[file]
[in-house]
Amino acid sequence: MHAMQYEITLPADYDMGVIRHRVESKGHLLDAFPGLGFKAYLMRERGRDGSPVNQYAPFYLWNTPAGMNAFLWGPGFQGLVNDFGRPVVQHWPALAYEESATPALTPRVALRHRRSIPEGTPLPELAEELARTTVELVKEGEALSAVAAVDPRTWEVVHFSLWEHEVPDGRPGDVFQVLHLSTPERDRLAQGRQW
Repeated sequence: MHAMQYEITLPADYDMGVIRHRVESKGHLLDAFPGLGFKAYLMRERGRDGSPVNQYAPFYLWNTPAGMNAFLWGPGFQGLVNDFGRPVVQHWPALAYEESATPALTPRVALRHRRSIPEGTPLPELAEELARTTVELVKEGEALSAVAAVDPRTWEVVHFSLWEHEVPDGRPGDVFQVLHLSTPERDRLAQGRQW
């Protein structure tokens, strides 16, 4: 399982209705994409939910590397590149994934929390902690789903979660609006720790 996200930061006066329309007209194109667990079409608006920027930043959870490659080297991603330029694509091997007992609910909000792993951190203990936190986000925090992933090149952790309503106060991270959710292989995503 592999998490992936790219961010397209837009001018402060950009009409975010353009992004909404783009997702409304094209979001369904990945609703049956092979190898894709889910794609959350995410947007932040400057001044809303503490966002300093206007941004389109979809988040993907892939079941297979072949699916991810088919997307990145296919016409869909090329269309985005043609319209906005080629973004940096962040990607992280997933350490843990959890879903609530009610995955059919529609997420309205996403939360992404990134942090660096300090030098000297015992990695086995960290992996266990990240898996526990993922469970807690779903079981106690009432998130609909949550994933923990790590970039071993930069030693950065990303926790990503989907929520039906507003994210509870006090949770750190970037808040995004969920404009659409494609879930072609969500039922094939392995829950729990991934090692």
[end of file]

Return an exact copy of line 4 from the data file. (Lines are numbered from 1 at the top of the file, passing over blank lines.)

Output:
């Protein structure tokens, strides 16, 4: 399982209705994409939910590397590149994934929390902690789903979660609006720790 996200930061006066329309007209194109667990079409608006920027930043959870490659080297991603330029694509091997007992609910909000792993951190203990936190986000925090992933090149952790309503106060991270959710292989995503 592999998490992936790219961010397209837009001018402060950009009409975010353009992004909404783009997702409304094209979001369904990945609703049956092979190898894709889910794609959350995410947007932040400057001044809303503490966002300093206007941004389109979809988040993907892939079941297979072949699916991810088919997307990145296919016409869909090329269309985005043609319209906005080629973004940096962040990607992280997933350490843990959890879903609530009610995955059919529609997420309205996403939360992404990134942090660096300090030098000297015992990695086995960290992996266990990240898996526990993922469970807690779903079981106690009432998130609909949550994933923990790590970039071993930069030693950065990303926790990503989907929520039906507003994210509870006090949770750190970037808040995004969920404009659409494609879930072609969500039922094939392995829950729990991934090692």